Charles, the young son of Joseph, never questions his father, unlike his two sisters, showing how males of that society accept the patriarchal hierarchy of the time. The younger sister, Ann, is shown chastising her father about how what he’s reading is immature, and not even she, as a young child, would read that. Charlie also points out her father’s flaws. She comments on his greed at the beginning of the film along with essentially telling him he does not appreciate his wife enough. He responds almost dismissively and treats her like a child. The two younger females disapproval of their father shows their overall disapproval of the patriarchal figure.

Their mother, however, “does not share her daughter’s perception of family life as stagnant and hardly aims to suppress the presence of her husband.” The mother, and her resignation to her husband, completes the arc of females at the time. While her daughters don’t accept the hierarchy, she does, which shows that as women mature and age they stop fighting the system and take a place under the husband. This arc is also shown at the end of the film when Charlie “gives up” and decides to be with Graham. Joseph’s interactions with his children and wife show that Hitchcock felt that women are put down by the men in their lives and the patriarchal family system. Because Joseph’s daughters are discontented, his role as father has not been fulfilled, but this is overlooked by the mother and son because they accept the system.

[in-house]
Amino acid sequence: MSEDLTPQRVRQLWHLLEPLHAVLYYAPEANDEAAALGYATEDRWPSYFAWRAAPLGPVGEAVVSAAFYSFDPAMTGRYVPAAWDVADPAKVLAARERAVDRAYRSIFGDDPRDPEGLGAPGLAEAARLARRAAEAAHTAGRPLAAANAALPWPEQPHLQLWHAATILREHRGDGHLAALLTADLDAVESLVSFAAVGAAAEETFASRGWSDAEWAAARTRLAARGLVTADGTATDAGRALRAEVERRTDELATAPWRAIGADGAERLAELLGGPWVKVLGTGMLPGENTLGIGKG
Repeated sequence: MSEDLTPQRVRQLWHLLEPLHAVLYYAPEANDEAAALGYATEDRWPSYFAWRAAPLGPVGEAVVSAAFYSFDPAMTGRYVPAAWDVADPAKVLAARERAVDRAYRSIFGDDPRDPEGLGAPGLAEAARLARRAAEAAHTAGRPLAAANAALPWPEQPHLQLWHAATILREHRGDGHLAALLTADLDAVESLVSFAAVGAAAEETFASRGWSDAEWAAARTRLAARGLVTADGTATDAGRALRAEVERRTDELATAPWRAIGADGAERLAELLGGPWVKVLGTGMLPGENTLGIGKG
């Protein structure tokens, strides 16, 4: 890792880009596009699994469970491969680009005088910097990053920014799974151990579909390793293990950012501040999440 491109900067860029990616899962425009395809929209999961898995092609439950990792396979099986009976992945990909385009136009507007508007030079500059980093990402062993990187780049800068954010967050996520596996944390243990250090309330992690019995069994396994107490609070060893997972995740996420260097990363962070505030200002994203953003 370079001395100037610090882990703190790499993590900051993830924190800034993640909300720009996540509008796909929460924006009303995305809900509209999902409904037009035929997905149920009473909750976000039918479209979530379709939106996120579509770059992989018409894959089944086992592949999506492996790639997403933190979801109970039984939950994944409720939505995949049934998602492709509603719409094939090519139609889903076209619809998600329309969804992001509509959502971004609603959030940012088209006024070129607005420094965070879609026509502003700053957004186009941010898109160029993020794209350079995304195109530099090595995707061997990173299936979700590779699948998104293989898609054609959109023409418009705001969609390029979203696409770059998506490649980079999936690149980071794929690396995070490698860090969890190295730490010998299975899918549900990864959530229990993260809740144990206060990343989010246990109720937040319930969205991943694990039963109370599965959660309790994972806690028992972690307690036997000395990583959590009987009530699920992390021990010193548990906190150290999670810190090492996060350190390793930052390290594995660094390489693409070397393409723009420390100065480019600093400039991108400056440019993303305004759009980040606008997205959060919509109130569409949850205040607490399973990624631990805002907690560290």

Uncle Charlie’s presence threatens Joseph’s standing as head-of-the-household. Uncle Charlie shows how the family would actually be better without their father when he hands out gifts to the family. This shows that he could better take care of the Newton family than Joseph does. Also when Uncle Charlie builds the house out of Josephs paper, he shows how the family’s “fragility is guaranteed by dad’s flimsy materials.” Overall, Hitchcock attacks the father figure of his time through the shortcomings of Joseph Newton.

McLaughlin, James. “All in the Family: Alfred Hitchcock’s Shadow of a Doubt.” A Hitchcock Reader, 145-155. 2nd ed. Blackwell Publishing, 2009.

Hitchcock and Blonde Women

In The Lodger and Blackmail, Hitchcock begins his use of blonde women in his movies.  He uses particularly blonde women because the light hair and fair skin symbolize purity and innocence. However, because Hitchcock is Hitchcock, he twists the women characters and shows a darker side that juxtaposes their innocent look. This is in an effort to show the audience how even the most innocent person is capable of doing dark, unpredictable things.

The Lodger 

Daisy is the “Hitchcock blonde” in The Lodger. Daisy is immediately drawn towards the mysterious Lodger. For much of the film, the Lodger is presumed to be the killer, so for Daisy to fall for him shows that Daisy has an inclination towards the dark and dangerous.

Also, the killer in The Lodger is killing specifically blonde women which again associates blonde women with evil and darkness.


Alice is the “Hitchcock blonde” in Blackmail. Alice murders a man in self-defense, and is then haunted by guilt. This again shows how even though she maintains an innocent and pure outward look, she holds an inner darkness.